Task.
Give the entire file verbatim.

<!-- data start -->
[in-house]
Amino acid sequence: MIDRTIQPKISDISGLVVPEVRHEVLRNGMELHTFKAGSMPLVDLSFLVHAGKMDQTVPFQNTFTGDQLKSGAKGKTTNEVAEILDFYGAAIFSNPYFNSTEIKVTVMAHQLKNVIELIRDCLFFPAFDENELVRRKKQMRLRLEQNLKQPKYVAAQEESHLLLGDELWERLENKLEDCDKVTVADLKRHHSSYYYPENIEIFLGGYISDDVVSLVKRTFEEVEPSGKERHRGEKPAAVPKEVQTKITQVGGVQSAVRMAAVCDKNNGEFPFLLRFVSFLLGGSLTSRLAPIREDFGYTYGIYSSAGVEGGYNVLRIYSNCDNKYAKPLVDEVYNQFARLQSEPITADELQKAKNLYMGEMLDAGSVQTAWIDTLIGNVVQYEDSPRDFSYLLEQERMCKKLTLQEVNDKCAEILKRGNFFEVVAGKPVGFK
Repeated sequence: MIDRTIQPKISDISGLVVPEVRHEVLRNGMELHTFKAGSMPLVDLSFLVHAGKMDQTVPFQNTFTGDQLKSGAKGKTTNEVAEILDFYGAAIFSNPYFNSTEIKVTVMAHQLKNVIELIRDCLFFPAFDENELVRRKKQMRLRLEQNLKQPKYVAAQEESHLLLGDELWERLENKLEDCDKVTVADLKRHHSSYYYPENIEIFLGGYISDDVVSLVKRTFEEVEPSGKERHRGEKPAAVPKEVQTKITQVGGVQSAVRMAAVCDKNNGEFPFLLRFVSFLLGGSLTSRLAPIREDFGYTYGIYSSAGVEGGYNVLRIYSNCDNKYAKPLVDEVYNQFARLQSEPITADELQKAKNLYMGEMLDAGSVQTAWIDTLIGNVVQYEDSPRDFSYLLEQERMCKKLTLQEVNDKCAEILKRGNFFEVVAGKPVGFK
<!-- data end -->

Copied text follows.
[in-house]
Amino acid sequence: MIDRTIQPKISDISGLVVPEVRHEVLRNGMELHTFKAGSMPLVDLSFLVHAGKMDQTVPFQNTFTGDQLKSGAKGKTTNEVAEILDFYGAAIFSNPYFNSTEIKVTVMAHQLKNVIELIRDCLFFPAFDENELVRRKKQMRLRLEQNLKQPKYVAAQEESHLLLGDELWERLENKLEDCDKVTVADLKRHHSSYYYPENIEIFLGGYISDDVVSLVKRTFEEVEPSGKERHRGEKPAAVPKEVQTKITQVGGVQSAVRMAAVCDKNNGEFPFLLRFVSFLLGGSLTSRLAPIREDFGYTYGIYSSAGVEGGYNVLRIYSNCDNKYAKPLVDEVYNQFARLQSEPITADELQKAKNLYMGEMLDAGSVQTAWIDTLIGNVVQYEDSPRDFSYLLEQERMCKKLTLQEVNDKCAEILKRGNFFEVVAGKPVGFK
Repeated sequence: MIDRTIQPKISDISGLVVPEVRHEVLRNGMELHTFKAGSMPLVDLSFLVHAGKMDQTVPFQNTFTGDQLKSGAKGKTTNEVAEILDFYGAAIFSNPYFNSTEIKVTVMAHQLKNVIELIRDCLFFPAFDENELVRRKKQMRLRLEQNLKQPKYVAAQEESHLLLGDELWERLENKLEDCDKVTVADLKRHHSSYYYPENIEIFLGGYISDDVVSLVKRTFEEVEPSGKERHRGEKPAAVPKEVQTKITQVGGVQSAVRMAAVCDKNNGEFPFLLRFVSFLLGGSLTSRLAPIREDFGYTYGIYSSAGVEGGYNVLRIYSNCDNKYAKPLVDEVYNQFARLQSEPITADELQKAKNLYMGEMLDAGSVQTAWIDTLIGNVVQYEDSPRDFSYLLEQERMCKKLTLQEVNDKCAEILKRGNFFEVVAGKPVGFK